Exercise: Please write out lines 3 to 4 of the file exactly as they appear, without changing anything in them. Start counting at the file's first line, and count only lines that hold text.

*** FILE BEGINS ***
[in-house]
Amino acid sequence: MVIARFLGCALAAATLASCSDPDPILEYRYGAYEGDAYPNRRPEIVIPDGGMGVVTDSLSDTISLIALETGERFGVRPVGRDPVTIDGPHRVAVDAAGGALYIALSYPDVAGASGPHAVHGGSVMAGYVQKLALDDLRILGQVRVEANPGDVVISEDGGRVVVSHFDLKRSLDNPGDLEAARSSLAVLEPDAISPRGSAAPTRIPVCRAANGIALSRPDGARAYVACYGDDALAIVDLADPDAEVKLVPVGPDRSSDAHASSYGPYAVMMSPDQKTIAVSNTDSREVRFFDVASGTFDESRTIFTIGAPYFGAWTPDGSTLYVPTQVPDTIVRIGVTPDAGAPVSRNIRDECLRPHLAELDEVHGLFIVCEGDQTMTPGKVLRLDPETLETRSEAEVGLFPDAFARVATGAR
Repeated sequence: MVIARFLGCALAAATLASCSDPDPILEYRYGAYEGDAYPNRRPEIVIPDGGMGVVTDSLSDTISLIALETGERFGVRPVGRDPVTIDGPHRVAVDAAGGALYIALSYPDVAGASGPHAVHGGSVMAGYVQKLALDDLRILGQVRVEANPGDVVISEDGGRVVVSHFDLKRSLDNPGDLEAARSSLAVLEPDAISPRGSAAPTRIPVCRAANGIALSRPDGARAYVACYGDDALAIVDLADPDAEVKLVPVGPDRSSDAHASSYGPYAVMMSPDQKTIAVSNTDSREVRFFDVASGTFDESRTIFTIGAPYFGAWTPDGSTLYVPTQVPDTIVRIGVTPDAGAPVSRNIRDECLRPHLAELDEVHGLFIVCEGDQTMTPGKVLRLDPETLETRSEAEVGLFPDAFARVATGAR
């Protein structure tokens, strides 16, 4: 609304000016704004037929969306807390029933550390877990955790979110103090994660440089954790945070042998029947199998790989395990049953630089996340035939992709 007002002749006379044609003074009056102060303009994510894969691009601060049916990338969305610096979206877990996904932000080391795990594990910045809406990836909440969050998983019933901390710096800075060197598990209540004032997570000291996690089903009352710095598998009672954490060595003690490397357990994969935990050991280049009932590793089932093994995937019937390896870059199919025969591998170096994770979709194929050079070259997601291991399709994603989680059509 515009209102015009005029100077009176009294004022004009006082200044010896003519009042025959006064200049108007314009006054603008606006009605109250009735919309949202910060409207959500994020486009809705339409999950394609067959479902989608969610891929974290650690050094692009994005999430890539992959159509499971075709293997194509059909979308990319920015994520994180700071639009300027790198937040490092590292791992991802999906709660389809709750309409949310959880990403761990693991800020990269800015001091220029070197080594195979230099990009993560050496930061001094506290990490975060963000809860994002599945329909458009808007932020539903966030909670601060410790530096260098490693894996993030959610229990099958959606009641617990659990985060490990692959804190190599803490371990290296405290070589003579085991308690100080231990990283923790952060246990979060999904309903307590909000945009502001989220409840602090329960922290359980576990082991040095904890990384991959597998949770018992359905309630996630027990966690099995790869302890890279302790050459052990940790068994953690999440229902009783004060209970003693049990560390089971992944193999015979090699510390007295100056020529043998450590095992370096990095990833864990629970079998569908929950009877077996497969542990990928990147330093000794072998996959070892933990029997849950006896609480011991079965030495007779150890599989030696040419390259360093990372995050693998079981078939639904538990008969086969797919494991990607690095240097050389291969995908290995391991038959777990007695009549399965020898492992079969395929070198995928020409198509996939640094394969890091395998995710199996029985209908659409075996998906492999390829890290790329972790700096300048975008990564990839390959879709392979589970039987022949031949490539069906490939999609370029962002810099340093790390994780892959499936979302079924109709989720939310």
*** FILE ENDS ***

Repeated sequence: MVIARFLGCALAAATLASCSDPDPILEYRYGAYEGDAYPNRRPEIVIPDGGMGVVTDSLSDTISLIALETGERFGVRPVGRDPVTIDGPHRVAVDAAGGALYIALSYPDVAGASGPHAVHGGSVMAGYVQKLALDDLRILGQVRVEANPGDVVISEDGGRVVVSHFDLKRSLDNPGDLEAARSSLAVLEPDAISPRGSAAPTRIPVCRAANGIALSRPDGARAYVACYGDDALAIVDLADPDAEVKLVPVGPDRSSDAHASSYGPYAVMMSPDQKTIAVSNTDSREVRFFDVASGTFDESRTIFTIGAPYFGAWTPDGSTLYVPTQVPDTIVRIGVTPDAGAPVSRNIRDECLRPHLAELDEVHGLFIVCEGDQTMTPGKVLRLDPETLETRSEAEVGLFPDAFARVATGAR
């Protein structure tokens, strides 16, 4: 609304000016704004037929969306807390029933550390877990955790979110103090994660440089954790945070042998029947199998790989395990049953630089996340035939992709 007002002749006379044609003074009056102060303009994510894969691009601060049916990338969305610096979206877990996904932000080391795990594990910045809406990836909440969050998983019933901390710096800075060197598990209540004032997570000291996690089903009352710095598998009672954490060595003690490397357990994969935990050991280049009932590793089932093994995937019937390896870059199919025969591998170096994770979709194929050079070259997601291991399709994603989680059509 515009209102015009005029100077009176009294004022004009006082200044010896003519009042025959006064200049108007314009006054603008606006009605109250009735919309949202910060409207959500994020486009809705339409999950394609067959479902989608969610891929974290650690050094692009994005999430890539992959159509499971075709293997194509059909979308990319920015994520994180700071639009300027790198937040490092590292791992991802999906709660389809709750309409949310959880990403761990693991800020990269800015001091220029070197080594195979230099990009993560050496930061001094506290990490975060963000809860994002599945329909458009808007932020539903966030909670601060410790530096260098490693894996993030959610229990099958959606009641617990659990985060490990692959804190190599803490371990290296405290070589003579085991308690100080231990990283923790952060246990979060999904309903307590909000945009502001989220409840602090329960922290359980576990082991040095904890990384991959597998949770018992359905309630996630027990966690099995790869302890890279302790050459052990940790068994953690999440229902009783004060209970003693049990560390089971992944193999015979090699510390007295100056020529043998450590095992370096990095990833864990629970079998569908929950009877077996497969542990990928990147330093000794072998996959070892933990029997849950006896609480011991079965030495007779150890599989030696040419390259360093990372995050693998079981078939639904538990008969086969797919494991990607690095240097050389291969995908290995391991038959777990007695009549399965020898492992079969395929070198995928020409198509996939640094394969890091395998995710199996029985209908659409075996998906492999390829890290790329972790700096300048975008990564990839390959879709392979589970039987022949031949490539069906490939999609370029962002810099340093790390994780892959499936979302079924109709989720939310």